Today, looking into the clouds, I was reminded that even God finger paints.
The thick swirling lines reminded me of what it looks like when a child uses her index finger to paint ocean waves.
This was a wavy blue ocean, painted on the sky.
Three deer stopped briefly to look in my direction as they pranced over the snow and ice between a wooded island and the shore.
There was birdsong in the air from the chickadees and nuthatches and the drumming of woodpeckers. The sun was affecting them in a positive way.
I was still struggling to find my way on this day.
So strange, unsettled and sour.
Maybe this is what it would feel like every day if love all at once evaporated.
I wonder how soon afterward our species would collapse?
The Drifters suggested going up on the roof when this old world is getting you down.
I was up on the roof the other day, shoveling snow and breaking up ice.
It didn’t do much for me, except remind me I’m not a kid anymore.
I took a late afternoon drive into the Queen City. Not much different there. People walking up and down the streets, rushing here and there. Cars, restaurants, parking meters and stop signs. Pigeons flying up around the rooftops, with the cold streets below slippery, flanked by high snow banks.
It was the drive home when I finally noticed a small crack in the winter of my discontent. My outlaw country satellite radio played the Jayhawks and Bob Dylan back-to-back — that was unprecedented, as far as I know, but very cool.
Throw my troubles out the door, I don’t need them anymore, ‘cuz tonight I’ll be staying here with you … if there’s a poor boy on the street, then let him have my seat.
It was about that time, a realization hit me.
It was nearly six and the sun I’d seen this morning was still up there in the sky, dancing and dazzling. This was an unexpected pleasure.
I guess I’ve been muddled in my malaise, suffering under a bleak assumption.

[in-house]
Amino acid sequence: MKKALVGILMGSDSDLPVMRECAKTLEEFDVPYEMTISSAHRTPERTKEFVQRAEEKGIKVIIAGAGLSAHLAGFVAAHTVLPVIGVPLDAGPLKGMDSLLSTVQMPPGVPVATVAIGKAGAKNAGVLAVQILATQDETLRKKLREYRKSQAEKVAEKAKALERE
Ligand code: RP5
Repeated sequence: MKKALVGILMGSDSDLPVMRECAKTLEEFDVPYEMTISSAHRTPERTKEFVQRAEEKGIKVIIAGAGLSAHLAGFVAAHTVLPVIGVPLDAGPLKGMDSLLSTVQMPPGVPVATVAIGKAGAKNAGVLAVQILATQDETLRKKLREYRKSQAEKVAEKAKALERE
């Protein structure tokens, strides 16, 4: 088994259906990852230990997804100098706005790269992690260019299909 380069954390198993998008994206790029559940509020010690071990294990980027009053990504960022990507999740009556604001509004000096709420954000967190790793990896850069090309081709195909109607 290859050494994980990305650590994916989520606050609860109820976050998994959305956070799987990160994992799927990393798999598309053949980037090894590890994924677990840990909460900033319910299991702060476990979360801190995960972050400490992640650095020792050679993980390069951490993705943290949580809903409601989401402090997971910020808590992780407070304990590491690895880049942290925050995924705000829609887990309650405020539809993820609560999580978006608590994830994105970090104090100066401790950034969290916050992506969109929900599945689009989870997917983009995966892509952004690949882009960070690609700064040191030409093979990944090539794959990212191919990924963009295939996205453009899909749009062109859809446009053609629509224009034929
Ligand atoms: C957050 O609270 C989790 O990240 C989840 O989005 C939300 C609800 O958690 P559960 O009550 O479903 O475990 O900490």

I’ve failed to take notice each day of the lengthening daylight.
Snowy days, strung together like a row of white pearls, will do that to you.
With the shutting of the car door, I lifted my head up to the sound of a piece of ice falling between tree branches to the ground. A few seconds later, another followed.
The sun was spectacular, shining through the trees with their ice-covered branches — like a tremendous glass menagerie, glossy frozen shapes bent in curious forms.
I walked down to the mail box. Empty.
The wind was picking up and getting colder.
Inside the house, the bathroom mirror told me it had been a rough day.
I felt a lot older than I looked.
Without a shave and my hair out of place, I was reminded of my dad in his latter days.
The nondescript nature of this nagging feeling of nothingness is hard to reconcile. It’s strange and new and I hope it moves offshore and soon fades over the lake like a summer thunderstorm.
Outside my window, the sun was sinking down behind the trees, bringing up the shadows of another winter’s night.
Editor’s note: John Pepin is the deputy public information officer for the Michigan Department of Natural Resources. Outdoors North is a weekly column produced by the Michigan Department of Natural Resources on a wide range of topics important to those who enjoy and appreciate Michigan’s world-class natural resources of the Upper Peninsula. Send correspondence to firstname.lastname@example.org or 1990 U.S. 41 South, Marquette, MI 49855.